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Black history month, Grinnell and at large

By Liz Jang

“Black history happens every day,” Resident Life Coordinator Michael Hunt said to the listeners of his KDIC radio show “Off the Clock.” This week, Hunt and fellow Resident Life Coordinator Arrion Dennis directed their show’s focus to the importance of Black History Month and its connotations in Grinnell.

Arrion Dennis, left, shares a laugh with fellow RLC Michael Hunt during their Off the Clock radio show on Monday night in the KDIC studio.  Photo taken by Ben Brewer.

Streaming songs like India.Arie’s “I Am Not My Hair” and Lauryn Hill’s “Doo Woop (That Thing),” the hour long show was peppered with many of the modern canonical tunes of African American music, which outlined the broader issues concerning race relations in Grinnell that Dennis and Hunt addressed.

A segment of the show was also dedicated to commemorating some of the less well-known heroes of black history.
“We have a month to salute and recognize black history because we’re not in all the textbooks. Classrooms go right to the Civil Rights movement­­—Dr. King, Rosa Parks and a few other key folks and that’s it,” Hunt said. “But you don’t hear about those who stood by Dr. King during the ‘I Have a Dream’ speech, or spoke before him. It’s a month where we take a moment to think about that, but it’s also a reminder that this stuff happens everyday. We are overcoming challenges and have overcome challenges everyday.”

As the radio hosts spoke briefly about a few important events in black American history, it became clear that they were calling for the campus to view black history not as a divider, but a unifier—not merely a statement of the past, but an inspiration for change in the present.

“NAACP was founded by a group of black and white activists. For those of you in Grinnell-land who want to be part of the NAACP, we have a college chapter here,” Hunt said. “They are accepting memberships for anyone who wants to be involved. Colored people come in all different shades.”

“In 1960, four African-American college students held a sit-in to integrate Woolworth’s lunch counter in Greensboro, NC, and that helped launch the waves of protest that took place in the South,” Dennis said. “So for all of y’all who think you need to wait ‘til after graduation, or that you need to be in a better place or at a better time to affect change, that is not the case. There have been many College students in Younker who’ve been able to launch that process to do great things and I want y’all to heed that.”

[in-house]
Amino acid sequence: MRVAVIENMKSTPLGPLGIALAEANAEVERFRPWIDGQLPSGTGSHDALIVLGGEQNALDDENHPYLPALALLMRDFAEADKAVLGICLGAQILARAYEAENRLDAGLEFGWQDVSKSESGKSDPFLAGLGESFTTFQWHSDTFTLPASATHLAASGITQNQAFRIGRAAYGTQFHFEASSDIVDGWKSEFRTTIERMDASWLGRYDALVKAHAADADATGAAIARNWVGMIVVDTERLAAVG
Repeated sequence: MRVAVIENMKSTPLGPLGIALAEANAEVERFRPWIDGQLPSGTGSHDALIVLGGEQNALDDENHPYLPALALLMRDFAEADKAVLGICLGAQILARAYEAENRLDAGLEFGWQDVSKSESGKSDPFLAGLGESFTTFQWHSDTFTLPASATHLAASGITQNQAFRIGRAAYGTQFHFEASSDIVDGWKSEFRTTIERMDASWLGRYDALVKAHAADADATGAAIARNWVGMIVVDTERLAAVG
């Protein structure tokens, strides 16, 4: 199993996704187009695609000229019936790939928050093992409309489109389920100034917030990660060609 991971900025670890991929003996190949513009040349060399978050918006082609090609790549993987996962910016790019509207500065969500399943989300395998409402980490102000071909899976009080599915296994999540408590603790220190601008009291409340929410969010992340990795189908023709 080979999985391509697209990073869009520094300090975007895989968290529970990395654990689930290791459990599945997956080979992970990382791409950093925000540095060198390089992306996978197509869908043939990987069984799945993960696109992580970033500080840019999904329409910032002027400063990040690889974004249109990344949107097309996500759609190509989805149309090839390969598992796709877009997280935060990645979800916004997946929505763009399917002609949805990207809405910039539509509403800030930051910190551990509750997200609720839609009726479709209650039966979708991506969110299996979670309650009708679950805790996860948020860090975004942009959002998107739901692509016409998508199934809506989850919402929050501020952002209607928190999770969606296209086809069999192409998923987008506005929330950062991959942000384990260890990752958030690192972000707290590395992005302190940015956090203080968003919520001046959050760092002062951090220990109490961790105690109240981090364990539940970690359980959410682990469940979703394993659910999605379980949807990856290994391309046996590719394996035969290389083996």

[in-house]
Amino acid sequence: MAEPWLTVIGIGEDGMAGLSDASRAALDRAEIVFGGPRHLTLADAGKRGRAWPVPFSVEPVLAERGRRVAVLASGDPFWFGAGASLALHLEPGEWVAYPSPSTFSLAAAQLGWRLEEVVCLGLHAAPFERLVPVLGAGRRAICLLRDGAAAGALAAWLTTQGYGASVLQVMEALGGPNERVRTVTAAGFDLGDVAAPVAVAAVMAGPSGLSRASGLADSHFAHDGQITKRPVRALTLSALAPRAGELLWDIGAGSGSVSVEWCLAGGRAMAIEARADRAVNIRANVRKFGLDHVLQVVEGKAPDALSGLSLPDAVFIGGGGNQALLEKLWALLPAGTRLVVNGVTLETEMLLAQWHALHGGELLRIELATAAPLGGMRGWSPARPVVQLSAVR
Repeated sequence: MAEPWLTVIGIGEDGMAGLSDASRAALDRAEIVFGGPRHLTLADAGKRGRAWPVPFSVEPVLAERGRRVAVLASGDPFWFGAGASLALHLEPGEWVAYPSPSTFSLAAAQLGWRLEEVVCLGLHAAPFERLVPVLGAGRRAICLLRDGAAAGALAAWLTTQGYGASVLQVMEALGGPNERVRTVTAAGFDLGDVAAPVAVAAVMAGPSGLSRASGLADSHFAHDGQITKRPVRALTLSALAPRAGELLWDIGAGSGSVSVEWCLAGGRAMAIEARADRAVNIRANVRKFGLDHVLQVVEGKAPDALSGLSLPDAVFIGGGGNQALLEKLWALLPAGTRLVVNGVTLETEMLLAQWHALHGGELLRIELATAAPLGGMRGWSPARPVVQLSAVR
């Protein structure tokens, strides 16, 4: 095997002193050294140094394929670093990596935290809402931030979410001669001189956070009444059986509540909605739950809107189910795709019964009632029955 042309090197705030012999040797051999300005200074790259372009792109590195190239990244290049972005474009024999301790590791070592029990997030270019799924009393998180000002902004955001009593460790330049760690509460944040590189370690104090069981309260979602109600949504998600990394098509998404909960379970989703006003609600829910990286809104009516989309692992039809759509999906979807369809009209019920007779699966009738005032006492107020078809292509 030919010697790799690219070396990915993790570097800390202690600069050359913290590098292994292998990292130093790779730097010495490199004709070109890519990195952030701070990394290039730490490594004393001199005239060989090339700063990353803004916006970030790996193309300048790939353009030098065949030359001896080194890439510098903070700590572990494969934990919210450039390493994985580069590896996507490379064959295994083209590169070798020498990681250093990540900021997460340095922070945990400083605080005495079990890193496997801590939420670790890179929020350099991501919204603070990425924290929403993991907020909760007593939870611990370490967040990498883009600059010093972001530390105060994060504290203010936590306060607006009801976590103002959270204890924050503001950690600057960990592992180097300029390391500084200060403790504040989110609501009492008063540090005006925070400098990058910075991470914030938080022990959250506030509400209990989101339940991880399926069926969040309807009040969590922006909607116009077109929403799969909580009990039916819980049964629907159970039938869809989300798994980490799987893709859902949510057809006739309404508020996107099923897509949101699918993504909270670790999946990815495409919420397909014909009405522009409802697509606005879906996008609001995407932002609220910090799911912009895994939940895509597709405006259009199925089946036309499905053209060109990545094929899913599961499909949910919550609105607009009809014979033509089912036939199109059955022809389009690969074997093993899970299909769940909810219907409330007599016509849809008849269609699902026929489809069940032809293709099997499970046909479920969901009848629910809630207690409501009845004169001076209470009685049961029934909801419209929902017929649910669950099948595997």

Dennis and Hunt both emphasized Grinnellians’ potential for social impact, but also noted that lack of cohesion and discussion serve as barriers for effective change. Dennis believes that the most powerful means of affecting social change is to first stand together.

“I think working together to find a solution is the most important thing,” she said. “We’re all in this community together—students, faculty and staff. So we have to work together to face problems, and do it united, to create change or to change policy.”

Hunt wondered if this unity is difficult to achieve because of a lack of open dialogue on campus.

“We don’t think the best of each other,” he said. “But because people aren’t having mature dialogue over whatever the issues might be, then it becomes this distant separation. I think that has a lot to do with why we can’t work together sometimes. In order to work together, like Arrion [Dennis] said, it takes trust.”

In a later interview, Dennis considered this imperative on unity and trust in the context of Black History Month.
“I think if there’s one thing to take from Black History Month, it’s to not just let diversity be such a buzzword. Not just let it be something that we talk about but something we actively celebrate,” she said. “Maybe one day we’ll get to a point where we don’t need a month. That we won’t need to assign 28 days to celebrate one culture and the next 30 to celebrate another, maybe one day it’ll be engrained in society. Our celebration of difference, and what we can all bring to the table is something I hope is engrained in our society one day. It starts with Grinnell. It starts with students being proactive, thoughtful and intentional.”

As Dennis and Hunt wrapped up their thoughts on Black History Month, Hunt challenged the Grinnell community to get involved in social activism.

“Every great movement started with the college students,” Hunt said. “It started with youth. I’m thinking of the sit-ins during the civil rights movement. I’m talking about the changes in Egypt and Tunisia. It’s something about students galvanizing. What is your legacy? What do you want to be known by? What are you doing to make that happen? This is the time and place to do that. You only get one college experience.”

After an hour-long show, “Off the Clock” concluded at 10 p.m. Monday night with Emmy winning music video “Yes We Can,” put together by

“If you’ve been needing inspiration,” Hunt said, “Bam! There it is. As you write your papers tonight, yes we can. We got seniors here who are graduating. Know that you stand on the shoulders of folks in our African American community. You stand on the shoulders of giants. You are our stars. You rock, as our students and our leaders.”

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    slynneFeb 25, 2011 at 10:55 pm

    The truth is the light and this is a message that needs to be shared with the world. Thanks for sharing and let me know when we can tune into the station on mondays.